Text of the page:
A devel­oped coun­try is not a place where the poor have cars. It’s where the rich use pub­lic trans­port
– para­phrased from Enrique Penalosa, for­mer Mayor of Bogotá, Colombia

Wish List

I guess I am just lucky that commuting to work- from Paranaque to Makati and back- is easy and convenient. All it takes is a short walk to the jeepney stop, a short ride to the shuttle terminal, and some 20-45 minutes travel to Makati CBD depending on the traffic situation. Going home is a lot easier as it takes only another short walk to Makati Medical Center where the shuttle to Paranaque holds its terminal. The other GTE terminals are located at the Ayala Car Park Center behind Hotel Intercontinental (this one’s always crowded) and beside Landmark, near the Glorietta 2 entrance.

But for some people commuting remains a challenge as it is difficult, dirty and dangerous. For cleaner and bluer skies, we need more integrated, safe and cheap public transportation system that encourages car owners to leave their motor vehicles in their garage and take the public transport instead. Or for shorter travels, there is always the healthy bicycles.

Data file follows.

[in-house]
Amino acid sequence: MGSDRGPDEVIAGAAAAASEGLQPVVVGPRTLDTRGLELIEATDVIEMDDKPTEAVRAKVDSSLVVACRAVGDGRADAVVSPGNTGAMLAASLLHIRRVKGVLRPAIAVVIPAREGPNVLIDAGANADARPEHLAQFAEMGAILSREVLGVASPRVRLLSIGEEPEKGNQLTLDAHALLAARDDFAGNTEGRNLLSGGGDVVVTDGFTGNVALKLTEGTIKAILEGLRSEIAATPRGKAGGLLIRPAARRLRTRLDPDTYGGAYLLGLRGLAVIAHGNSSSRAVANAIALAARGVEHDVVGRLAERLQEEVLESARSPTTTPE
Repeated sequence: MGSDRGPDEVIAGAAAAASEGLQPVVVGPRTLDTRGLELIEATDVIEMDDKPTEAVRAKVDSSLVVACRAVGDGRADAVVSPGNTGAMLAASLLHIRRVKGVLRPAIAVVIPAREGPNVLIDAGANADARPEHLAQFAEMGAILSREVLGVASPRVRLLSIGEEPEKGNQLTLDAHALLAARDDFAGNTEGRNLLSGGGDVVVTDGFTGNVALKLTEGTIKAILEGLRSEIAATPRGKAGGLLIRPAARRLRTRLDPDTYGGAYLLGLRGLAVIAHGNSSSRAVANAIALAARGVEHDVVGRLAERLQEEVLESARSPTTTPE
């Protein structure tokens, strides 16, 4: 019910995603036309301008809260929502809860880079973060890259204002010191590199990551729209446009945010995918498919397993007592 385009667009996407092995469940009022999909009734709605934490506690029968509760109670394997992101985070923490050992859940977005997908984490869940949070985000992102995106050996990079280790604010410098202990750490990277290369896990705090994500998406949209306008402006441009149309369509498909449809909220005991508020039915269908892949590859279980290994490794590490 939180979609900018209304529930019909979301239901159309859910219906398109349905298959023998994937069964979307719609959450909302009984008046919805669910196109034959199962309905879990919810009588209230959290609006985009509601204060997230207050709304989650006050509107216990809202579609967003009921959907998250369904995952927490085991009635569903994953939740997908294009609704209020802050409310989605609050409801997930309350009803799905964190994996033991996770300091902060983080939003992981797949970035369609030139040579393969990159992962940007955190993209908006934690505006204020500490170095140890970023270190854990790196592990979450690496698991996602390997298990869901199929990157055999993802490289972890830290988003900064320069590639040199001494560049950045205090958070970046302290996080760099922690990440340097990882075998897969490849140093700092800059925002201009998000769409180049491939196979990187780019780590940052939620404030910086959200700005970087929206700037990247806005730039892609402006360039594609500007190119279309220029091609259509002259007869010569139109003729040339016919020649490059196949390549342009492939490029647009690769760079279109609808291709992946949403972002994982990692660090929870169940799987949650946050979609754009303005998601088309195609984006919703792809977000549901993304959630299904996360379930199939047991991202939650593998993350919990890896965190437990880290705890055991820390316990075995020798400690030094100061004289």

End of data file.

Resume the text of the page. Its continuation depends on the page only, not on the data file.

End Notes

GTE is short for Garage to Terminal Utility Vehicle Express. It is a relatively new Filipino invention taking after the success of FX (another Filipino invention). GTEs are more systematic than FX because it travels strictly from point to point, unlike FX which is just an air conditioned jeepney. Therefore, GTEs are more fuel efficient than FX.

GTE fare from Paranaque to Makati via Skyway is a measly P60.

Trivia: I read this somewhere but just can’t find the original article online. When the government was busy thinking (yes, sometimes they do that) about a name to call the GTEs, they had a serious dilemma. One suggestion was to use Terminal to Terminal or TT for short but it was junked as it sounds like a male appendage. So another bright man (or maybe woman) suggested to use Point to Point or PP but it was again dropped because this time it sounds like that member of female anatomy. Later on, perhaps after several long meetings and heated debates, they settled on the term GTE. Applause!